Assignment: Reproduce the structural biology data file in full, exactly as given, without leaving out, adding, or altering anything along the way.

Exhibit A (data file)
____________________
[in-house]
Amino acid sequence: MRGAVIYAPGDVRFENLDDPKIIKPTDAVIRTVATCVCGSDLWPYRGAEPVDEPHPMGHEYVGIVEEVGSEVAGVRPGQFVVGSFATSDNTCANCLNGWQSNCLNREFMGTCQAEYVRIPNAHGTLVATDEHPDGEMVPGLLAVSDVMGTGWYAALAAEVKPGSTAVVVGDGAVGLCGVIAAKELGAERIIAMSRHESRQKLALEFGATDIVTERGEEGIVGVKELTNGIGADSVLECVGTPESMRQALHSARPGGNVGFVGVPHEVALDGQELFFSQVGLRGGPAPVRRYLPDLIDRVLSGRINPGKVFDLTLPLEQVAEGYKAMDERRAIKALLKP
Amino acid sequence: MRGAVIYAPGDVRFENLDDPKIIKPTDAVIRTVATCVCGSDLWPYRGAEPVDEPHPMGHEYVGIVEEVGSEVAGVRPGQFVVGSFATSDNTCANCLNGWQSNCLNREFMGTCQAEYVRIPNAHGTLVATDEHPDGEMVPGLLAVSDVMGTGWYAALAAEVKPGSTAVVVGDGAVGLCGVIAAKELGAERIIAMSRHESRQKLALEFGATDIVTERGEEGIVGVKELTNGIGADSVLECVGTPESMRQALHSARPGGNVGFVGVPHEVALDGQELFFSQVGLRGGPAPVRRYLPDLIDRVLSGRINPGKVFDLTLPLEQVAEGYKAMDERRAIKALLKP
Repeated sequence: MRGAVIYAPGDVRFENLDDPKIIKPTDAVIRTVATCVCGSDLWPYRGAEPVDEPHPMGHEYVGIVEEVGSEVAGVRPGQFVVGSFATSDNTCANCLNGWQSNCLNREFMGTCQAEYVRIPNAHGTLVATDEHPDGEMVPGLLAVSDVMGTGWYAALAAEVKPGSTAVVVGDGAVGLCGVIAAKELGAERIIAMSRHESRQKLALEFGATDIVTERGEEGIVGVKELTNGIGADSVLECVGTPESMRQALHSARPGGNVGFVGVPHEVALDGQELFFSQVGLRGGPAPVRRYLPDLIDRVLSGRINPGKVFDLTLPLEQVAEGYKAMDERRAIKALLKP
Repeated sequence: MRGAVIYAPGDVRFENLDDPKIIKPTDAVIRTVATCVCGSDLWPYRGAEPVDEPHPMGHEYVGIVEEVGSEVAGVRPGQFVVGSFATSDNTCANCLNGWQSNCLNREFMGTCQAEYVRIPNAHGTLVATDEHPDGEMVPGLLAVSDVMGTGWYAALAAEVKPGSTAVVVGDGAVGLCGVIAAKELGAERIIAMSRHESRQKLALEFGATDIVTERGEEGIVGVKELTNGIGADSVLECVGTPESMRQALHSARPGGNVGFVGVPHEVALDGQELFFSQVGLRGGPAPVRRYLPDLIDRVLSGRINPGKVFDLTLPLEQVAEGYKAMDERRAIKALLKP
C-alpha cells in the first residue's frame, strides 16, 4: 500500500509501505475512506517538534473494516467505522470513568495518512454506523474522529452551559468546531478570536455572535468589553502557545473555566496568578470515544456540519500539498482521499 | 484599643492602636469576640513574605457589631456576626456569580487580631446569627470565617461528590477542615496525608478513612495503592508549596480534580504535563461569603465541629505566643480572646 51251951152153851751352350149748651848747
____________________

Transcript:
[in-house]
Amino acid sequence: MRGAVIYAPGDVRFENLDDPKIIKPTDAVIRTVATCVCGSDLWPYRGAEPVDEPHPMGHEYVGIVEEVGSEVAGVRPGQFVVGSFATSDNTCANCLNGWQSNCLNREFMGTCQAEYVRIPNAHGTLVATDEHPDGEMVPGLLAVSDVMGTGWYAALAAEVKPGSTAVVVGDGAVGLCGVIAAKELGAERIIAMSRHESRQKLALEFGATDIVTERGEEGIVGVKELTNGIGADSVLECVGTPESMRQALHSARPGGNVGFVGVPHEVALDGQELFFSQVGLRGGPAPVRRYLPDLIDRVLSGRINPGKVFDLTLPLEQVAEGYKAMDERRAIKALLKP
Amino acid sequence: MRGAVIYAPGDVRFENLDDPKIIKPTDAVIRTVATCVCGSDLWPYRGAEPVDEPHPMGHEYVGIVEEVGSEVAGVRPGQFVVGSFATSDNTCANCLNGWQSNCLNREFMGTCQAEYVRIPNAHGTLVATDEHPDGEMVPGLLAVSDVMGTGWYAALAAEVKPGSTAVVVGDGAVGLCGVIAAKELGAERIIAMSRHESRQKLALEFGATDIVTERGEEGIVGVKELTNGIGADSVLECVGTPESMRQALHSARPGGNVGFVGVPHEVALDGQELFFSQVGLRGGPAPVRRYLPDLIDRVLSGRINPGKVFDLTLPLEQVAEGYKAMDERRAIKALLKP
Repeated sequence: MRGAVIYAPGDVRFENLDDPKIIKPTDAVIRTVATCVCGSDLWPYRGAEPVDEPHPMGHEYVGIVEEVGSEVAGVRPGQFVVGSFATSDNTCANCLNGWQSNCLNREFMGTCQAEYVRIPNAHGTLVATDEHPDGEMVPGLLAVSDVMGTGWYAALAAEVKPGSTAVVVGDGAVGLCGVIAAKELGAERIIAMSRHESRQKLALEFGATDIVTERGEEGIVGVKELTNGIGADSVLECVGTPESMRQALHSARPGGNVGFVGVPHEVALDGQELFFSQVGLRGGPAPVRRYLPDLIDRVLSGRINPGKVFDLTLPLEQVAEGYKAMDERRAIKALLKP
Repeated sequence: MRGAVIYAPGDVRFENLDDPKIIKPTDAVIRTVATCVCGSDLWPYRGAEPVDEPHPMGHEYVGIVEEVGSEVAGVRPGQFVVGSFATSDNTCANCLNGWQSNCLNREFMGTCQAEYVRIPNAHGTLVATDEHPDGEMVPGLLAVSDVMGTGWYAALAAEVKPGSTAVVVGDGAVGLCGVIAAKELGAERIIAMSRHESRQKLALEFGATDIVTERGEEGIVGVKELTNGIGADSVLECVGTPESMRQALHSARPGGNVGFVGVPHEVALDGQELFFSQVGLRGGPAPVRRYLPDLIDRVLSGRINPGKVFDLTLPLEQVAEGYKAMDERRAIKALLKP
C-alpha cells in the first residue's frame, strides 16, 4: 500500500509501505475512506517538534473494516467505522470513568495518512454506523474522529452551559468546531478570536455572535468589553502557545473555566496568578470515544456540519500539498482521499 | 484599643492602636469576640513574605457589631456576626456569580487580631446569627470565617461528590477542615496525608478513612495503592508549596480534580504535563461569603465541629505566643480572646 51251951152153851751352350149748651848747